Dr Sara K Wood BA MPhil PhD

Department of English Literature
Lecturer in American Literature and Culture

Contact details

Arts Building
University of Birmingham
B15 2TT

I am a lecturer in American Literature and Culture. My research focuses on twentieth-century African American literature and visual art, with a particular emphasis on the relationship between political and aesthetic ideas of freedom.


My research focuses on African American visual art and literature in the twentieth century.


  • Foundations of American Literature to 1890 (convenor)
  • The Thriller: American Crime Fiction (convenor)
  • Contemporary American Fiction (convenor)
  • Transatlantic Literary Relations (contributor)
  • MA Contemporary Literary Cultures: Politics (contributor)

Postgraduate supervision

I welcome research proposals on twentieth-century American visual art and literature.

  • African American Studies
  • African American visual culture
  • Post 1945 American art
  • Post 1945 American Literature
  • Contemporary Literature

Find out more - our PhD English Literature  page has information about doctoral research at the University of Birmingham.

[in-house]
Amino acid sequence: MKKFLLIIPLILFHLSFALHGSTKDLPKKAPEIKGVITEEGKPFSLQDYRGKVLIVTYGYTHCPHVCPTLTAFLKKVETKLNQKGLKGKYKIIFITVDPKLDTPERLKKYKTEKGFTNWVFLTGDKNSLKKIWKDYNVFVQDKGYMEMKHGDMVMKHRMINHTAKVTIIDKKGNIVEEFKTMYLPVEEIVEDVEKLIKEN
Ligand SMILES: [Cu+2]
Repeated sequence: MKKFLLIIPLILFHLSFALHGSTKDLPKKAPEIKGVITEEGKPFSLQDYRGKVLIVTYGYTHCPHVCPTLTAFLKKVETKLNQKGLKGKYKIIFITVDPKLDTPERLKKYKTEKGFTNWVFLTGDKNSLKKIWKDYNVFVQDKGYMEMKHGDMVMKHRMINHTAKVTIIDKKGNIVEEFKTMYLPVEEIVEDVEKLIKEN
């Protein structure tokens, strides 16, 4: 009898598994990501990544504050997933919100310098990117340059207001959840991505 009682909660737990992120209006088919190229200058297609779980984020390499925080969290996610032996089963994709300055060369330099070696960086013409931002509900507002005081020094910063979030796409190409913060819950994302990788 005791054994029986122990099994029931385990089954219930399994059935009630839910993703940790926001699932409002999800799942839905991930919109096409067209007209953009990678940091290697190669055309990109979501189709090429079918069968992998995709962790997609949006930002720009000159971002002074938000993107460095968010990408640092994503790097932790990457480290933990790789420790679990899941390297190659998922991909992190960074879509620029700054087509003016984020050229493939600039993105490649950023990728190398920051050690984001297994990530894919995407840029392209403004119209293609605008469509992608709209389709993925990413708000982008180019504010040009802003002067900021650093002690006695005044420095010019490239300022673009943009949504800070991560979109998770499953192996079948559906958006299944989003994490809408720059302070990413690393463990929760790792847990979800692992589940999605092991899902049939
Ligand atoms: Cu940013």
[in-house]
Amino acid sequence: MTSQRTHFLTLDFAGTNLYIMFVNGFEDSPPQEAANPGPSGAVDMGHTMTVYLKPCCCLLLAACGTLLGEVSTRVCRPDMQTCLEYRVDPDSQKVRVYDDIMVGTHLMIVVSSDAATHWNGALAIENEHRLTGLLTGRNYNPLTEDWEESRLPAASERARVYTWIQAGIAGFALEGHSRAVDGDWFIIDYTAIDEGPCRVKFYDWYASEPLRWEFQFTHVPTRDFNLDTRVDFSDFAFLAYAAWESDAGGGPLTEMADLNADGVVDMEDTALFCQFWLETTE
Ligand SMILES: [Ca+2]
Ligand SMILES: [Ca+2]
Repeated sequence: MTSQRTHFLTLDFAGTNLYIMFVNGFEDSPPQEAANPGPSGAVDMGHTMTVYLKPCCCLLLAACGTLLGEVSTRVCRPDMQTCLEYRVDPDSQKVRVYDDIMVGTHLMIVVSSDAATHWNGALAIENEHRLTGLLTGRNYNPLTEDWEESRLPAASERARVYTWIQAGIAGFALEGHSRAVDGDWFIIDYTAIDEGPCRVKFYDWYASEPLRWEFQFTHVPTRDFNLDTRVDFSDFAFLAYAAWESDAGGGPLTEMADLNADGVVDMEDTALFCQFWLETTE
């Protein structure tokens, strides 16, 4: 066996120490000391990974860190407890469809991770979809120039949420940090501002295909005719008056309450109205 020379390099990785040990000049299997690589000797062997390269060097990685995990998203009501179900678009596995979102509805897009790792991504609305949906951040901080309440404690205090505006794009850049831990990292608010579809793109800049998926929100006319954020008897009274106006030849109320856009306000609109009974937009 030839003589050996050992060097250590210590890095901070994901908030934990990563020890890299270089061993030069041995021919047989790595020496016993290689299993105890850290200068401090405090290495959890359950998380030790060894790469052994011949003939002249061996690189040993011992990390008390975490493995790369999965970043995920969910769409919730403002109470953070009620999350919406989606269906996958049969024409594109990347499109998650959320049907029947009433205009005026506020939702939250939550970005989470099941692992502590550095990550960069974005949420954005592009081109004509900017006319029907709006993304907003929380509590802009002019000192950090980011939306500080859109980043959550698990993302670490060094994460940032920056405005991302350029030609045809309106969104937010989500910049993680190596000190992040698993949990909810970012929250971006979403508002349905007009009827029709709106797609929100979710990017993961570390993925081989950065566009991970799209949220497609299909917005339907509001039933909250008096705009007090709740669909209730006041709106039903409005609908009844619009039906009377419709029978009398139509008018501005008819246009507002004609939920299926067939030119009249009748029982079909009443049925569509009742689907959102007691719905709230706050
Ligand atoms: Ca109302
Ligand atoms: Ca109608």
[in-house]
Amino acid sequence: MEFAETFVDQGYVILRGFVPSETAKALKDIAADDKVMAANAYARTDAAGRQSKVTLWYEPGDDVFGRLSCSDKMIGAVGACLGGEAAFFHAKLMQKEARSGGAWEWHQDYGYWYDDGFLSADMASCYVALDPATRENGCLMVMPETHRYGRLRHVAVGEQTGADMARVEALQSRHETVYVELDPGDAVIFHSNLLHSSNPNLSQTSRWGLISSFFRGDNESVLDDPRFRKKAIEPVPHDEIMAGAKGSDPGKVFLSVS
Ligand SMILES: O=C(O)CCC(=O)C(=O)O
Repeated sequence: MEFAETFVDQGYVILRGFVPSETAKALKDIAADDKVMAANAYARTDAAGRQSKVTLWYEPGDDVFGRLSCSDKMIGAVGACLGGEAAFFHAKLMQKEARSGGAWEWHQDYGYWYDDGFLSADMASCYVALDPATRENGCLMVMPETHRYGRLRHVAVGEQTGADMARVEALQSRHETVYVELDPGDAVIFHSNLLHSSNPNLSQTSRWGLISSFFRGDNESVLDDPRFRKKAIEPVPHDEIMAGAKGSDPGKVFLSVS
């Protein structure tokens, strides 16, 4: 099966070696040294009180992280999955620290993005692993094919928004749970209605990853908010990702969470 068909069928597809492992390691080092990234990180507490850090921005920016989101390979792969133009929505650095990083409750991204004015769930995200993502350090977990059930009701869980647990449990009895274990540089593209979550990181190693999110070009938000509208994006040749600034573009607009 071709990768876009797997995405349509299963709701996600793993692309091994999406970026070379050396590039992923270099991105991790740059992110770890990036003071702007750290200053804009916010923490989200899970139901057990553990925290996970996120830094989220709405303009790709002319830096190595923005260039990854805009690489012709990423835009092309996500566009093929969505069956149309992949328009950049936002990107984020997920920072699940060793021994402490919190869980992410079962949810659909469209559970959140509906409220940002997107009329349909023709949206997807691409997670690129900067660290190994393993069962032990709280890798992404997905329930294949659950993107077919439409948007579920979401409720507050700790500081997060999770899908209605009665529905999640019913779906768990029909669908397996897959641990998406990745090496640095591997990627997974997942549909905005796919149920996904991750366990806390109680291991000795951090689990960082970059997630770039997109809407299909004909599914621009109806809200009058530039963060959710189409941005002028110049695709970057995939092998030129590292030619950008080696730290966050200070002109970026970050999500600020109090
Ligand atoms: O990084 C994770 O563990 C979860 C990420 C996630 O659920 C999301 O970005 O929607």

My research focuses on African American visual art and literature in the twentieth century. I am particularly interested in how ideas of artistic freedom – particularly formal experimentation and abstraction – can be explored within the broader context of the African American freedom movements during the civil rights era.

My forthcoming monograph entitled Maximising Freedom: African American Art, 1945-1970 (under contract to University Press of Mississippi)examines the synergy between ideas of aesthetic and political freedom in the work of African American visual artists. Given the formal developments in American art, and the civil rights history of the postwar period, African American artists responded to a complex set of demands in their work. The book explores how visual artists such as Norman Lewis, Romare Bearden, and Hale Woodruff challenged this understanding of art, as either aesthetically driven or socially engaged, and the narrow definitions of artistry that such a dichotomy imposes.


  • (Forthcoming) Maximising Freedom: African American Art, 1945 -1970 (under contract to University Press of Mississippi)
  • ‘‘Pure Eye Music’: Norman Lewis, Abstract Expressionism and Bebop’ Lock, G and Murray, D. (eds.) The Hearing Eye, New York; Oxford, Oxford University Press, 2009 pp 95-116.

View all publications in research portal